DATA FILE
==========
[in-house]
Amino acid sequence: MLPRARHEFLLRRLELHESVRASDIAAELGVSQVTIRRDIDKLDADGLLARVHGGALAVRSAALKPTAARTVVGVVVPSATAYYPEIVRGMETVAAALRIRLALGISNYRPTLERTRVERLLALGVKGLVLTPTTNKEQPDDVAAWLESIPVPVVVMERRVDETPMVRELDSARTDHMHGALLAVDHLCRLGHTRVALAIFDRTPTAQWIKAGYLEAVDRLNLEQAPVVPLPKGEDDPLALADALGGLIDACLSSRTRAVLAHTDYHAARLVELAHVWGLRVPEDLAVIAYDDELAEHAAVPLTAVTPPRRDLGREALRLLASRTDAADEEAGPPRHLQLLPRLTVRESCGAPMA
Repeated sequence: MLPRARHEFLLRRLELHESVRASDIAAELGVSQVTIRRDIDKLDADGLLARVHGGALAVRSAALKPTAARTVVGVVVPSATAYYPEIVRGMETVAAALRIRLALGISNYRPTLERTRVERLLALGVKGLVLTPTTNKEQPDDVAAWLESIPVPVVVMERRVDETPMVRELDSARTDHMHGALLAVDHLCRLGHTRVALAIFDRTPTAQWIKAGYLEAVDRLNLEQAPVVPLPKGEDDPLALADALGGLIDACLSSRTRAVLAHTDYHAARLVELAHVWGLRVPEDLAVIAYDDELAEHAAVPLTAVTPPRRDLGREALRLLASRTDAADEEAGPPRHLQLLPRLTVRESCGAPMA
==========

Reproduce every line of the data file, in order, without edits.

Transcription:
[in-house]
Amino acid sequence: MLPRARHEFLLRRLELHESVRASDIAAELGVSQVTIRRDIDKLDADGLLARVHGGALAVRSAALKPTAARTVVGVVVPSATAYYPEIVRGMETVAAALRIRLALGISNYRPTLERTRVERLLALGVKGLVLTPTTNKEQPDDVAAWLESIPVPVVVMERRVDETPMVRELDSARTDHMHGALLAVDHLCRLGHTRVALAIFDRTPTAQWIKAGYLEAVDRLNLEQAPVVPLPKGEDDPLALADALGGLIDACLSSRTRAVLAHTDYHAARLVELAHVWGLRVPEDLAVIAYDDELAEHAAVPLTAVTPPRRDLGREALRLLASRTDAADEEAGPPRHLQLLPRLTVRESCGAPMA
Repeated sequence: MLPRARHEFLLRRLELHESVRASDIAAELGVSQVTIRRDIDKLDADGLLARVHGGALAVRSAALKPTAARTVVGVVVPSATAYYPEIVRGMETVAAALRIRLALGISNYRPTLERTRVERLLALGVKGLVLTPTTNKEQPDDVAAWLESIPVPVVVMERRVDETPMVRELDSARTDHMHGALLAVDHLCRLGHTRVALAIFDRTPTAQWIKAGYLEAVDRLNLEQAPVVPLPKGEDDPLALADALGGLIDACLSSRTRAVLAHTDYHAARLVELAHVWGLRVPEDLAVIAYDDELAEHAAVPLTAVTPPRRDLGREALRLLASRTDAADEEAGPPRHLQLLPRLTVRESCGAPMA